Nauticast B mod, a “silent” mode switch


Most Class B AIS units have an SRM/Silent Mode switch on their casing, but the ACR Nauticast B instead provides a wire to a user-supplied switch. The plus is that you can more easily mount the transponder remotely, the minus is that you do have to install a switch, or only use the included software to control the functions. Incidently, that same software (similar to this) lets you choose the switch function: either to go in and out of silent (receive only) mode or to send a SRM (Safety Related Message, so far little used). At any rate, longtime Panbo reader Dan Gingras—a known LED fan—built the handsome Nauticast B switch above, and has kindly shared his design…

As you can see below, Dan’s LED circuit is pretty simple (he recommends for helpful diagrams). “The power is from the panel switch that also powers the Nauticast B so that when I switch the little unit on, one of the LED’s will light depending on whether it’s in transmit or not. I used HOT GLUE to pot the back of the switch (a bit of a messy job, but it works) to hold the delicate 470 ohm resistor and insure that it doesn’t get shorted out.” Dan also sent a photo of the back and it is, um, less handsome than the the custom engraved front, but apparently the whole deal tests just fine. He’s also thinking of installing a Vesper AIS Watchmate (which recently got upgraded to include target graphics) as an alternate front end to the transponder. I look forward to reports from Dan about how well his Class B performs on the water. Actually I’d like to see as many Class B real world performance reports as possible, as it seems especially important now that we know the USCG is trying to decide which coastal commercial vessels will be permitted to use it instead of Class A transponders.


Ben Ellison

Ben Ellison

Panbo editor, publisher & chief bottlewasher from 4/2005 until 8/2018, and now pleased to have Ben Stein as a very able publisher, webmaster, and editing colleague. Please don't regard him as an "expert"; he's getting quite old and thinks that "fadiddling fumble-putz" is a more accurate description.

25 Responses

  1. Dan (b393capt) says:

    Transmit is red and silent is green ? Not the other way around ?

  2. Dan,
    It could be either, but I wanted to show when I was consuming more power as red. Actually now that I look at the diagram, it’s shown opposite of the way it actually works, so wire it like the diagram and it will be green for transmit and red for silent!

  3. Chris says:

    The NAIS-300, an NMEA 2000 class B AIS unit, also has a ‘Silent Mode’ transmit disable switch. However, you would think this would/could be done from a configuration screen but not so.
    SimRad should change this since it would have every advantage that software configuration has, you wouldn’t have to wire a switch and it could be controlled anywhere from on the NMEA bus. How often do you want to disable transmit? Does this really warrant another switch/wire or shouldn’t it just be a configuration screen.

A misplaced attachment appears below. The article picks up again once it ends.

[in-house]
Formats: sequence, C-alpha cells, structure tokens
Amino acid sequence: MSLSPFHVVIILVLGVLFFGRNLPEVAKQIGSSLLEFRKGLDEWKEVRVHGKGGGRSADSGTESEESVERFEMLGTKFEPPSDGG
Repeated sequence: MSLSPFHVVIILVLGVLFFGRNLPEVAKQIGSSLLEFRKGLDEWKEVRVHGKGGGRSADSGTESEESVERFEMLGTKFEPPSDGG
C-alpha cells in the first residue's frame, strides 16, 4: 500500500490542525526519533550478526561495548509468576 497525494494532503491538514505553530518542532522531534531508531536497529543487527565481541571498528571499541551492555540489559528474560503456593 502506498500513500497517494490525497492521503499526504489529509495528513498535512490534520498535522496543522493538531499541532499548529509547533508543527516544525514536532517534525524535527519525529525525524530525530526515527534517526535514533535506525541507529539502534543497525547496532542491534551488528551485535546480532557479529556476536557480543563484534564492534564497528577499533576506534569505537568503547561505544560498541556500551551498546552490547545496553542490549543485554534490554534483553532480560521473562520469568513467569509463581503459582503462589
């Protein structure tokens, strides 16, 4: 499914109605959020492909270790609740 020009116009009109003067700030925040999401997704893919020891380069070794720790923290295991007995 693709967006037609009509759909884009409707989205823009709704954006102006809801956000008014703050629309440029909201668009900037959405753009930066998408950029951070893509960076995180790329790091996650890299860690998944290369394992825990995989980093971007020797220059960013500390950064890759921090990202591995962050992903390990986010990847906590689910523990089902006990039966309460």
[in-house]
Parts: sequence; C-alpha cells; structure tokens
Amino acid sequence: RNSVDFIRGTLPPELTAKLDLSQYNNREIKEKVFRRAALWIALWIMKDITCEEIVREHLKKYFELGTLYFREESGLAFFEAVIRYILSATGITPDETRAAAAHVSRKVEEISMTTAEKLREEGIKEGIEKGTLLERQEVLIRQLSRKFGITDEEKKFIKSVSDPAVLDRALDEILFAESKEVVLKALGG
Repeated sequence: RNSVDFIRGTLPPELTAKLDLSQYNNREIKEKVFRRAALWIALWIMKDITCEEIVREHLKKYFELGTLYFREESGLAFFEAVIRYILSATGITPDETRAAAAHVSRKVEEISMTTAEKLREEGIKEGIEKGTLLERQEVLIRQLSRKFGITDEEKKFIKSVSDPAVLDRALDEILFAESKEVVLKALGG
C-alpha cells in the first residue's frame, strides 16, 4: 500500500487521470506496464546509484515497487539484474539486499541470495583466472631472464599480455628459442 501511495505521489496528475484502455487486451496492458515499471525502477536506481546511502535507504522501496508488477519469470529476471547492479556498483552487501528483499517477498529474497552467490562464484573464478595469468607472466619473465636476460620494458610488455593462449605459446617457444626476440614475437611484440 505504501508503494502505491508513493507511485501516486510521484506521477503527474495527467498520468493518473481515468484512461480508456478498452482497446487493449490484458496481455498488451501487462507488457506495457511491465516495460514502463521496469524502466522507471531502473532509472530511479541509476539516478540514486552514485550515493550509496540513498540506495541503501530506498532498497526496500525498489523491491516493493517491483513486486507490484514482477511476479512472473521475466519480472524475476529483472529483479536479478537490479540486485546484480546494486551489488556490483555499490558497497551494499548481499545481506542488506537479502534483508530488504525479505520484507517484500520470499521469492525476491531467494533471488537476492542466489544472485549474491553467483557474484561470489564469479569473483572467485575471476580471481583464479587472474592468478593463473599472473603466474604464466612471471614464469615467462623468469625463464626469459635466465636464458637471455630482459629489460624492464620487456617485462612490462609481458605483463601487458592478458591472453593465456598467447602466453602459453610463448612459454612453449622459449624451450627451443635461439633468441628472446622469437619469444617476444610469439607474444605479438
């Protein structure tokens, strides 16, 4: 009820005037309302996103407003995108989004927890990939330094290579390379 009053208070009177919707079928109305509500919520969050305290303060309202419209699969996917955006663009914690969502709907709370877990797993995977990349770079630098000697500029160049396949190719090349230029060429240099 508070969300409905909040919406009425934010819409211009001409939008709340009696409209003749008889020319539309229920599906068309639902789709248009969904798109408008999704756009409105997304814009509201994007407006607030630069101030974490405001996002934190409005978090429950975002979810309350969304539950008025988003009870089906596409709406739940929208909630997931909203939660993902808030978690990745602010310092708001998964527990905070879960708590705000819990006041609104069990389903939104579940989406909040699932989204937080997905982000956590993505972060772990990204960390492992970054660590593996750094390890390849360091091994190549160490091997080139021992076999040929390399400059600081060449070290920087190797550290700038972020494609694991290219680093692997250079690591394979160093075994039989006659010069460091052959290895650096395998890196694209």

4. John says:

    If everyone’s running around in “silent mode” what’s the point?
    Interesting though, last year while heading down the coast we where stopped & boarded by USCG small boat crew near Province Town for a routine check. Our flares where expired & so noted (we carry a Furuno FA150 Class A). On our first outing earlier this year just outside of our home port (Clinton, CT) a CG small boat zoomed in & first question was had we added flares with a current date! Which we had, but still the whole point of AIS, I feel, is to see & be seen.

  5. Ben Ellison Ben Ellison says:

    John, I think a lot of boaters won’t give a hoot about Silent mode, but there seem to be two groups that do care. One is world cruisers who want to be stealthy around pirates. I haven’t actually heard of pirates using AIS receivers, but I wouldn’t be surprised if they were.
    The other group is commercial and sport fishermen who are often damn secretive about where they are. It’s pretty amazing how much energy and money is spent on comms equipment meant to let buddies share hotspots privately, or meant to ferret out where non-buddies are. For instance, check around a big sport fishing marina some time and see how many direction finding VHF antennas you see. Those are expensive systems used specifically to home in on other fishermen who might know something you don’t.

  6. bcl says:

    I’d be concerned with the unit being in the wrong mode and not noticing. The LED panel is a great idea!

  7. Larry Brandt says:

    If the USCG mandates AIS-B for certain classes of vessels, disabling the transmitter that makes it a B – instead of a dumb receiver – on a vessel of the named class would be illegal, surely. I suppose a commercial fisherman who disabled the transmitter could be busted by the Coasties.

  8. Ben Ellison Ben Ellison says:

    You’re correct, Larry, and it’s spelled out clearly in the USCG’s proposed new ruling about “effective operating conditions”:
    “* continual operation of AIS and its associated devices when underway, at anchor, or moored in or near a channel, except when its use would compromise safety or security (securing an AIS for the later must be logged and reported to USCG).”